Out and about
Hong Kong's income disparity levels are the widest in what passes for the developed world, and you don't have to look far to find disgusting extremes of poverty and affluence. However, the city is a paradise compared with what was endured by many of its citizens before they arrived. The early 1950s saw about 1,000 desperate refugees cross the border each month, which stretched the colony's limited social-welfare conditions to breaking point.
Throughout this period, though, social conditions steadily improved, driven by bodies such as The Hong Kong Housing Society, The Family Welfare Society, The Society for the Protection of Children and the Community Chest. The vision behind these vital institutions, and many others, was ultimately that of one man: Ronald Owen Hall, popularly known by his initials, R.O., who served as the Anglican bishop of Hong Kong from 1932 to 1966.
Known in Chinese as Ho Ming-wah, Hall was a friend of Zhou Enlai - later the premier of China - from the 20s, and in the 50s he was a frequent visitor to the mainland, where he openly praised the social-welfare advances made during the early years of communist rule.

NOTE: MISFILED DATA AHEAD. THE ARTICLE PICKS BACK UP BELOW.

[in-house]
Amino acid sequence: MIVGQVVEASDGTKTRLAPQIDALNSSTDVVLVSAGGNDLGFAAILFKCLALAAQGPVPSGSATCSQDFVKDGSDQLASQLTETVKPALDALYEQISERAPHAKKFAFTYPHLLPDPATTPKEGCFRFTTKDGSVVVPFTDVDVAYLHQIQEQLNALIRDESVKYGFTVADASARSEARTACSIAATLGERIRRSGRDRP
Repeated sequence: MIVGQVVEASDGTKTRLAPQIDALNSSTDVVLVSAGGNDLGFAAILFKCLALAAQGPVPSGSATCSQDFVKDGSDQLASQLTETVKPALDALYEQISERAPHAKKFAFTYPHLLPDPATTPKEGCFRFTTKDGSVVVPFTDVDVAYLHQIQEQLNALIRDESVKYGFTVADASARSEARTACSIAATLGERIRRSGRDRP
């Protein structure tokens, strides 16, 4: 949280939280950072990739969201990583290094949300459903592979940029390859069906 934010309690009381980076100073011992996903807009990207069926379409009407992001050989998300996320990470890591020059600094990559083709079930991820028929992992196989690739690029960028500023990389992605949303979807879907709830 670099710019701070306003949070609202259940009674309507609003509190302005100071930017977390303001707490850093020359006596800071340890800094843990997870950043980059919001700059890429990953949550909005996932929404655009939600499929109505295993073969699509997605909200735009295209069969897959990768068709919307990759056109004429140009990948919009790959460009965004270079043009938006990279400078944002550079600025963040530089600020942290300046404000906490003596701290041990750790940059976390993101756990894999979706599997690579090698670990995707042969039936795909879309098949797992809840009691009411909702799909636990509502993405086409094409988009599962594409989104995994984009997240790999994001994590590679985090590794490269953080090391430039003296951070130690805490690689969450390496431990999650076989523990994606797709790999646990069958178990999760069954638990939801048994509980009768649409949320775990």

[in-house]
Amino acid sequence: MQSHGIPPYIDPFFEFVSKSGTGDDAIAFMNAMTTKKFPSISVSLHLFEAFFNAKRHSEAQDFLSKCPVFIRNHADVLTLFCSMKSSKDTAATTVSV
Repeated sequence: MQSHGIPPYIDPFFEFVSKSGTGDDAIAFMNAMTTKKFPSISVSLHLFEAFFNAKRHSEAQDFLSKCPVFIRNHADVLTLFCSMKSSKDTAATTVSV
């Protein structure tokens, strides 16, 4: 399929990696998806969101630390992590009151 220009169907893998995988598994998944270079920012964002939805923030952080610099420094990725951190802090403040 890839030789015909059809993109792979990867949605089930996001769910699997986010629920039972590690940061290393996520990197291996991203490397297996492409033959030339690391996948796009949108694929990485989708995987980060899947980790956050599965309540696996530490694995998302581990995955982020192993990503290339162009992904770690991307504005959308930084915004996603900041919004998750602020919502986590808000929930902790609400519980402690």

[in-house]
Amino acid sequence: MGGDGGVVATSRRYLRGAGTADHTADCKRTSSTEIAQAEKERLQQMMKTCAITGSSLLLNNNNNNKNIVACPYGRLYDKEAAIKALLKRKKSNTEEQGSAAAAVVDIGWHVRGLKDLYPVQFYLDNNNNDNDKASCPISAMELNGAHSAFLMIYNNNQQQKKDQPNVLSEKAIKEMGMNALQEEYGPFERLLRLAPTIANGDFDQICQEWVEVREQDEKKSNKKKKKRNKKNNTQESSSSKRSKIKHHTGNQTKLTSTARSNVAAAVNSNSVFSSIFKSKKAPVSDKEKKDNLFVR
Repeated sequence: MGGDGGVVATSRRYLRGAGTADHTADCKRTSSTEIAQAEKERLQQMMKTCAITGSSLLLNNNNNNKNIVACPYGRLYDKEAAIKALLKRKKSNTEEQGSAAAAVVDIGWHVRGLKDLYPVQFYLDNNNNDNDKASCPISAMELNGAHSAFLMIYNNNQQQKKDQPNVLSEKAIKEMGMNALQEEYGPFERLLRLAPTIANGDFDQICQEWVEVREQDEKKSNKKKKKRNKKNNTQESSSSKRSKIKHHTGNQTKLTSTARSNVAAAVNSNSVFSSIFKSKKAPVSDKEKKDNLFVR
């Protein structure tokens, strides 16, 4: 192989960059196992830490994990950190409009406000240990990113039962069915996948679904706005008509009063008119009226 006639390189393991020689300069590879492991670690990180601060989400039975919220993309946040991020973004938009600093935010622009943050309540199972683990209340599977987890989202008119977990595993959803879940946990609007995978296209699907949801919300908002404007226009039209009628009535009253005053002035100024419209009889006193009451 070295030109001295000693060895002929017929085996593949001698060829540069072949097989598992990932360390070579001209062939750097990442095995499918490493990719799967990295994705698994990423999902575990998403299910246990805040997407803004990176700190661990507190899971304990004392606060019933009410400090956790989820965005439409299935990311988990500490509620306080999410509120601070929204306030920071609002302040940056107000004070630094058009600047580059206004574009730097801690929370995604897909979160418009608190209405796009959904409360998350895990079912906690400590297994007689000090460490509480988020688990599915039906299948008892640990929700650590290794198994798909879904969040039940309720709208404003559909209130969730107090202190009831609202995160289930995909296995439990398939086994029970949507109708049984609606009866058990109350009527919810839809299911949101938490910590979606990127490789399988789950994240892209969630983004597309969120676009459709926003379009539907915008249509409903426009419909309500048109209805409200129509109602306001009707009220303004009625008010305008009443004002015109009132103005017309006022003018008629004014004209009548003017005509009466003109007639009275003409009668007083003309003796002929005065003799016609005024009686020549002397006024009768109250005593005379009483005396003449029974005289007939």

Over considerable official opposition - unkind critics labelled him the 'Pink Bishop' and a foolish stooge - Hall provided assistance to openly leftist schools for refugee children. He took the sensible view that desperate poverty combined with ignorance and lack of opportunity were communism's natural breeding grounds; people who have chances early in life and the opportunities for social betterment that education offers usually show a mark- ed preference for personal freedom when they reach adulthood. Contemporary Hong Kong society vindicates Hall's views.
Socially progressive in other areas, Hall, who was fortunate to be on the other side of the border when Hong Kong fell, ordained deaconess Florence Li Tim-oi as the first female vicar in the Anglican Church, in 1944. Li served in wartime Macau, which was surrounded but not occupied by the Japanese. Now commonplace, female ordination was highly controversial and the experiment was not repeated for some decades.
A Chinese community welfare organisation in London, a secondary school in Kowloon Tong, a theological college in Central and a public housing estate in Shau Kei Wan are all named in Hall's memory. But the tremen- dous, lasting legacy of hope for a better tomorrow that R.O. bequeathed to Hong Kong's disadvantaged is best summed up by borrowing words from the gravestone of Christopher Wren, architect of post-great-fire London: 'He lived not for himself, but for the public good. If you seek his memorial, look about you.'